Introduction. The study of the subjective effects of abuse substances may facilitate comprehension of the high prevalence of substance abuse in psychosis. Objective. To assess the subjective effects of psychoactive substances in psychotic patients with substance use disorder in a prospective open study with a 6 month evaluation. Methods. Thirty patients consecutively admitted for the first time to a psychiatric hospital because of a psychotic disorder (DSM-IV) were included. Sociodemographic data, substance use history, drug urine test, and severity of psychotic symptoms measured by BPRS, SANS and SAPS were evaluated. The subjective effects of drugs were assessed with the short form of the ARCI questionnaire. Patients were re-assessed at six months followup. Results. Sixty-three percent of patients were male, mean age 29.2 years. A total of 46.6% presented at least one substance use disorder. Differences between substance users group and non-substance users group were only related to sex (more male in substance user group), and no other sociodemographic and clinical differences were found. The main abuse drugs found were: 86% cannabis, 17% cocaine, 17% alcohol, 3% heroin and 3% hypnosedatives. Fifty percent only consumed cannabis. The psychotic patients with substance use disorder showed higher punctuation in MBG scale (euphoria scale); no differences in other ARCI scales were found. At six months follow-up, 83.3% patients were re-assessed and no differences were found. Conclusions. The psychotic patients with substance use disorder showed a higher subjective effect of euphoria than non-substance user psychotics, suggesting that drug use is mainly related to obtaining euphoria-like effects than sedatives in this group.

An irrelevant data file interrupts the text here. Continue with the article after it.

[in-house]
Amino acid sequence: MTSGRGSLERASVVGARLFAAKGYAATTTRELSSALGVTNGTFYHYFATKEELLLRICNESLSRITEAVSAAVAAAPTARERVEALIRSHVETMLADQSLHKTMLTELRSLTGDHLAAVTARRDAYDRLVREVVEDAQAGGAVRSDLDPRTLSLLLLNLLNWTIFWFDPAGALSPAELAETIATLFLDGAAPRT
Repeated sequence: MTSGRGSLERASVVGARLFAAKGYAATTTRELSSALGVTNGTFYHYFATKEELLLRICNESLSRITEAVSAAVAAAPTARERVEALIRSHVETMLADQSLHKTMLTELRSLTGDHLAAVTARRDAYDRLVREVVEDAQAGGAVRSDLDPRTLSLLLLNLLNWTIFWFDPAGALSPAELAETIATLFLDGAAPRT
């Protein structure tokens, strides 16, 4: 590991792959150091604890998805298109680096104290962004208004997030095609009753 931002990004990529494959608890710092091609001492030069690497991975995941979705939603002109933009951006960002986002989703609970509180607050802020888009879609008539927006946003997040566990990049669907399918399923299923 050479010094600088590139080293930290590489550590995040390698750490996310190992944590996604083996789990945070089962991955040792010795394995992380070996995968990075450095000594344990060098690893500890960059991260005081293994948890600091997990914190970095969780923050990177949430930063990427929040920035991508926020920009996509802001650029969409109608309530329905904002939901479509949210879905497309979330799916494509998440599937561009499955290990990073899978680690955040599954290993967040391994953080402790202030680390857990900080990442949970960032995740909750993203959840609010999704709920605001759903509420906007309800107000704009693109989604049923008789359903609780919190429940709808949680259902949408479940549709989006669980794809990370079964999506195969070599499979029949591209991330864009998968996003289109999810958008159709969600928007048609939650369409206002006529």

|Journal||Actas Espanolas de Psiquiatria|
|Publication status||Published - 1 Jan 2005|
- Psychotic disorders
- Substance use disorders